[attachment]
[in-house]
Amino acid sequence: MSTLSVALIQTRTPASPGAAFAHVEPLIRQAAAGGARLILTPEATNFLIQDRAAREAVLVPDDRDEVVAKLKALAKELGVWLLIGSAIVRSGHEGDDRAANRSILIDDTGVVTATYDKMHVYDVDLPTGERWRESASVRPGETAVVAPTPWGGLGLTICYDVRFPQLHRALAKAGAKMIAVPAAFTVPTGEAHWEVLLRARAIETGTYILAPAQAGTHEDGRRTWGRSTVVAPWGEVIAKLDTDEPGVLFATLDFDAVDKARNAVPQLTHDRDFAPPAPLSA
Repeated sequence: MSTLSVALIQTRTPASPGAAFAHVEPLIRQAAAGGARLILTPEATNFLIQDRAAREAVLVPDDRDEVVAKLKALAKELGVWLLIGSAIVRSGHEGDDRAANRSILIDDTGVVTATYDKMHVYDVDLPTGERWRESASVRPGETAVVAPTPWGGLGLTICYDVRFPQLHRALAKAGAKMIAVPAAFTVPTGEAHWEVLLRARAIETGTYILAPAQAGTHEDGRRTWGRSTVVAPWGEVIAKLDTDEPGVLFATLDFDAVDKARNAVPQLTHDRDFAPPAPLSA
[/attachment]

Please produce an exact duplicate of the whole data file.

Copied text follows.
[in-house]
Amino acid sequence: MSTLSVALIQTRTPASPGAAFAHVEPLIRQAAAGGARLILTPEATNFLIQDRAAREAVLVPDDRDEVVAKLKALAKELGVWLLIGSAIVRSGHEGDDRAANRSILIDDTGVVTATYDKMHVYDVDLPTGERWRESASVRPGETAVVAPTPWGGLGLTICYDVRFPQLHRALAKAGAKMIAVPAAFTVPTGEAHWEVLLRARAIETGTYILAPAQAGTHEDGRRTWGRSTVVAPWGEVIAKLDTDEPGVLFATLDFDAVDKARNAVPQLTHDRDFAPPAPLSA
Repeated sequence: MSTLSVALIQTRTPASPGAAFAHVEPLIRQAAAGGARLILTPEATNFLIQDRAAREAVLVPDDRDEVVAKLKALAKELGVWLLIGSAIVRSGHEGDDRAANRSILIDDTGVVTATYDKMHVYDVDLPTGERWRESASVRPGETAVVAPTPWGGLGLTICYDVRFPQLHRALAKAGAKMIAVPAAFTVPTGEAHWEVLLRARAIETGTYILAPAQAGTHEDGRRTWGRSTVVAPWGEVIAKLDTDEPGVLFATLDFDAVDKARNAVPQLTHDRDFAPPAPLSA